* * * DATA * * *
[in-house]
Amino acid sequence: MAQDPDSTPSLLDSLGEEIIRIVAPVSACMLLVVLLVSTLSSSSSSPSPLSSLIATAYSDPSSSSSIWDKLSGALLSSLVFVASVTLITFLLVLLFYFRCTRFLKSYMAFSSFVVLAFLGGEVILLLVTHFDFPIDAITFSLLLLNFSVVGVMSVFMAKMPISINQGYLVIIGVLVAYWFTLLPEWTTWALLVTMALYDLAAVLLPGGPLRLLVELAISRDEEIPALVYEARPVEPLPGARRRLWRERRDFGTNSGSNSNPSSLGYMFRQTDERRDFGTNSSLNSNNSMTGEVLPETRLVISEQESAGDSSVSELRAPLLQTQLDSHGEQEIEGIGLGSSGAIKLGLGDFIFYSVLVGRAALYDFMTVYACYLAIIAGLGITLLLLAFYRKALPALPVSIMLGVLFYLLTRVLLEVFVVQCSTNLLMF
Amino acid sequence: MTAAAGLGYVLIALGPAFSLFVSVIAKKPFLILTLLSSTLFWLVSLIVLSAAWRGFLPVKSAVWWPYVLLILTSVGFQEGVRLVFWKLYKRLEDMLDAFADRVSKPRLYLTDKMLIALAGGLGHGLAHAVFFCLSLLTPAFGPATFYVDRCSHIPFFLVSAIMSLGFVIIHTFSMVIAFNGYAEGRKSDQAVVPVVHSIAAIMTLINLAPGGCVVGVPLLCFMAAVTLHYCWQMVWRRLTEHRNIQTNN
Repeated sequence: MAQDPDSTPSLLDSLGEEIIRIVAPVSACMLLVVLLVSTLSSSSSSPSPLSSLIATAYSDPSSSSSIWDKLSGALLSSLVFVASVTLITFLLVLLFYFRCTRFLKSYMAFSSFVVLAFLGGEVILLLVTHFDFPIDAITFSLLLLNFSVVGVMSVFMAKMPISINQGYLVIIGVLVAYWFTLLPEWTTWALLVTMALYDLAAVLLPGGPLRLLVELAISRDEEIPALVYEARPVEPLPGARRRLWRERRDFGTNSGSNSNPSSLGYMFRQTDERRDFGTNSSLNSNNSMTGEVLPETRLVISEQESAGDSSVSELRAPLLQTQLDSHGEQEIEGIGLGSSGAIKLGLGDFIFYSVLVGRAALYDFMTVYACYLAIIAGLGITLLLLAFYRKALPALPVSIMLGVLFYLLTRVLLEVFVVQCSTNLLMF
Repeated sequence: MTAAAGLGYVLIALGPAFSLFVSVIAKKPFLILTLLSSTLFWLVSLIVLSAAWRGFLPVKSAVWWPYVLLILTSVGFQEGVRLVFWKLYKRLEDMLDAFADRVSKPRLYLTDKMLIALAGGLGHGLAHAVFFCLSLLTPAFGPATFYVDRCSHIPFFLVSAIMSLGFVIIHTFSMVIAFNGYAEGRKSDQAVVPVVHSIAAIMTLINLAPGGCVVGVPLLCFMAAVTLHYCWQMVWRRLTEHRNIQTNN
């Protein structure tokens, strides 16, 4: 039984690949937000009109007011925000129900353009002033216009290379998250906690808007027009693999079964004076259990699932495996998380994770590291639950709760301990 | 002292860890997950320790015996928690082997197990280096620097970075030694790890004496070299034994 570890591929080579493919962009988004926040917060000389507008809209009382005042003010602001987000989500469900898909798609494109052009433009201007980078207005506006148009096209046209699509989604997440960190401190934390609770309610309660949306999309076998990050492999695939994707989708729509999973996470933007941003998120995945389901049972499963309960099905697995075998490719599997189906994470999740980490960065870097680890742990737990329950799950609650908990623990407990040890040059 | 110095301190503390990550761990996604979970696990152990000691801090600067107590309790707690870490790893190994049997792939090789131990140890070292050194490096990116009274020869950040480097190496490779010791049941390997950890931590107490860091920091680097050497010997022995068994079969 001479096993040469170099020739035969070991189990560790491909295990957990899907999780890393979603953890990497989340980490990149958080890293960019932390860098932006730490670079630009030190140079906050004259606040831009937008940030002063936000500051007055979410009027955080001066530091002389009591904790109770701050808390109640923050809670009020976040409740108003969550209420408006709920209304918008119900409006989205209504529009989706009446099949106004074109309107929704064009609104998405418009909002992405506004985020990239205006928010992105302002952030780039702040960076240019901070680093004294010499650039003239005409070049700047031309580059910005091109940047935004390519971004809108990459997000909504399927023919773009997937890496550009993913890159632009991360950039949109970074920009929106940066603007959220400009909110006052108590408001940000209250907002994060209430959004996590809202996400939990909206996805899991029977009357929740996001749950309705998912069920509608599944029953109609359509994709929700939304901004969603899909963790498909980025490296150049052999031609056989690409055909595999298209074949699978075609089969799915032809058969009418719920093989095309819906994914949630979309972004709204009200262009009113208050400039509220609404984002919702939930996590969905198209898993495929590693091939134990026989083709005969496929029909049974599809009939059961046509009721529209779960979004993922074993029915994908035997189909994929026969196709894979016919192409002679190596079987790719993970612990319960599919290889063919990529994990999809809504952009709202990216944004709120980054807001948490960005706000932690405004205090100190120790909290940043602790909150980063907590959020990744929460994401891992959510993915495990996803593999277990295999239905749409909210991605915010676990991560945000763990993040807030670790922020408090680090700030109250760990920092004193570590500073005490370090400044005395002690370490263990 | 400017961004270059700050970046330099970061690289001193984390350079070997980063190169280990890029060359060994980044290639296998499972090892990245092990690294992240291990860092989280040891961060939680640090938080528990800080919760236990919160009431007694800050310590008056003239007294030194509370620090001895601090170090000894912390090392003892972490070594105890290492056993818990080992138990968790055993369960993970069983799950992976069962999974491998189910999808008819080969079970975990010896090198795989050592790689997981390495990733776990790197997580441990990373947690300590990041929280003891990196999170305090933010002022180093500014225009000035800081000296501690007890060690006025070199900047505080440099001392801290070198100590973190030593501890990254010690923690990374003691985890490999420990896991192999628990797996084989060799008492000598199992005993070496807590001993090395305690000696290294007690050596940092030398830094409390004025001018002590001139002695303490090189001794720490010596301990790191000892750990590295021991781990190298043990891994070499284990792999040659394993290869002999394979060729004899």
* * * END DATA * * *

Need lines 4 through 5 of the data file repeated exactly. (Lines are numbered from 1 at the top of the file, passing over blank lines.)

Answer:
Repeated sequence: MAQDPDSTPSLLDSLGEEIIRIVAPVSACMLLVVLLVSTLSSSSSSPSPLSSLIATAYSDPSSSSSIWDKLSGALLSSLVFVASVTLITFLLVLLFYFRCTRFLKSYMAFSSFVVLAFLGGEVILLLVTHFDFPIDAITFSLLLLNFSVVGVMSVFMAKMPISINQGYLVIIGVLVAYWFTLLPEWTTWALLVTMALYDLAAVLLPGGPLRLLVELAISRDEEIPALVYEARPVEPLPGARRRLWRERRDFGTNSGSNSNPSSLGYMFRQTDERRDFGTNSSLNSNNSMTGEVLPETRLVISEQESAGDSSVSELRAPLLQTQLDSHGEQEIEGIGLGSSGAIKLGLGDFIFYSVLVGRAALYDFMTVYACYLAIIAGLGITLLLLAFYRKALPALPVSIMLGVLFYLLTRVLLEVFVVQCSTNLLMF
Repeated sequence: MTAAAGLGYVLIALGPAFSLFVSVIAKKPFLILTLLSSTLFWLVSLIVLSAAWRGFLPVKSAVWWPYVLLILTSVGFQEGVRLVFWKLYKRLEDMLDAFADRVSKPRLYLTDKMLIALAGGLGHGLAHAVFFCLSLLTPAFGPATFYVDRCSHIPFFLVSAIMSLGFVIIHTFSMVIAFNGYAEGRKSDQAVVPVVHSIAAIMTLINLAPGGCVVGVPLLCFMAAVTLHYCWQMVWRRLTEHRNIQTNN